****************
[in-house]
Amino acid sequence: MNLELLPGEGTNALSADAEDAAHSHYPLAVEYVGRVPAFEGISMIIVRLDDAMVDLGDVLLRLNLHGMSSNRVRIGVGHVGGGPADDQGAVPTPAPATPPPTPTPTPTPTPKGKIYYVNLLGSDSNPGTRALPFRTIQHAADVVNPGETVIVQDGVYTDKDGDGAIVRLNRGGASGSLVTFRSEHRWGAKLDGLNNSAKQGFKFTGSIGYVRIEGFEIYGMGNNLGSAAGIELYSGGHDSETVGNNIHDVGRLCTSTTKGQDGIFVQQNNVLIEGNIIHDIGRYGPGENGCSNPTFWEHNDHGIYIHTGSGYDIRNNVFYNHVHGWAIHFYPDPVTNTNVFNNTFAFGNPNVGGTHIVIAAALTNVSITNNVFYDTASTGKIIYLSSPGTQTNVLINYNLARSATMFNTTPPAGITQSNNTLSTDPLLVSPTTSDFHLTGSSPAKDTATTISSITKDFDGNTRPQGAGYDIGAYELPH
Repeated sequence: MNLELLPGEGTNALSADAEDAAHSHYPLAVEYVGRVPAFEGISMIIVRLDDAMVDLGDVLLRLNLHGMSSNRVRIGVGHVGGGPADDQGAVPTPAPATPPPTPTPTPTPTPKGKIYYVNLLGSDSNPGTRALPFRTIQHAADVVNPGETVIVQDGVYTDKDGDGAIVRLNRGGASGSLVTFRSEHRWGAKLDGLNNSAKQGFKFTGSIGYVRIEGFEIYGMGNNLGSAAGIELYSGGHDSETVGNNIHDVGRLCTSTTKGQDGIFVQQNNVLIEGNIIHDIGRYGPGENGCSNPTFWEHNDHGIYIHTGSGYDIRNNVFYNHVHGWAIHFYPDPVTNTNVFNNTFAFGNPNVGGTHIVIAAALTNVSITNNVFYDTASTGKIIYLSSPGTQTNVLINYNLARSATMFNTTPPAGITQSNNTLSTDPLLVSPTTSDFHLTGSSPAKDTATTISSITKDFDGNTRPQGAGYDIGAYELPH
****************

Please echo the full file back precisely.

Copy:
[in-house]
Amino acid sequence: MNLELLPGEGTNALSADAEDAAHSHYPLAVEYVGRVPAFEGISMIIVRLDDAMVDLGDVLLRLNLHGMSSNRVRIGVGHVGGGPADDQGAVPTPAPATPPPTPTPTPTPTPKGKIYYVNLLGSDSNPGTRALPFRTIQHAADVVNPGETVIVQDGVYTDKDGDGAIVRLNRGGASGSLVTFRSEHRWGAKLDGLNNSAKQGFKFTGSIGYVRIEGFEIYGMGNNLGSAAGIELYSGGHDSETVGNNIHDVGRLCTSTTKGQDGIFVQQNNVLIEGNIIHDIGRYGPGENGCSNPTFWEHNDHGIYIHTGSGYDIRNNVFYNHVHGWAIHFYPDPVTNTNVFNNTFAFGNPNVGGTHIVIAAALTNVSITNNVFYDTASTGKIIYLSSPGTQTNVLINYNLARSATMFNTTPPAGITQSNNTLSTDPLLVSPTTSDFHLTGSSPAKDTATTISSITKDFDGNTRPQGAGYDIGAYELPH
Repeated sequence: MNLELLPGEGTNALSADAEDAAHSHYPLAVEYVGRVPAFEGISMIIVRLDDAMVDLGDVLLRLNLHGMSSNRVRIGVGHVGGGPADDQGAVPTPAPATPPPTPTPTPTPTPKGKIYYVNLLGSDSNPGTRALPFRTIQHAADVVNPGETVIVQDGVYTDKDGDGAIVRLNRGGASGSLVTFRSEHRWGAKLDGLNNSAKQGFKFTGSIGYVRIEGFEIYGMGNNLGSAAGIELYSGGHDSETVGNNIHDVGRLCTSTTKGQDGIFVQQNNVLIEGNIIHDIGRYGPGENGCSNPTFWEHNDHGIYIHTGSGYDIRNNVFYNHVHGWAIHFYPDPVTNTNVFNNTFAFGNPNVGGTHIVIAAALTNVSITNNVFYDTASTGKIIYLSSPGTQTNVLINYNLARSATMFNTTPPAGITQSNNTLSTDPLLVSPTTSDFHLTGSSPAKDTATTISSITKDFDGNTRPQGAGYDIGAYELPH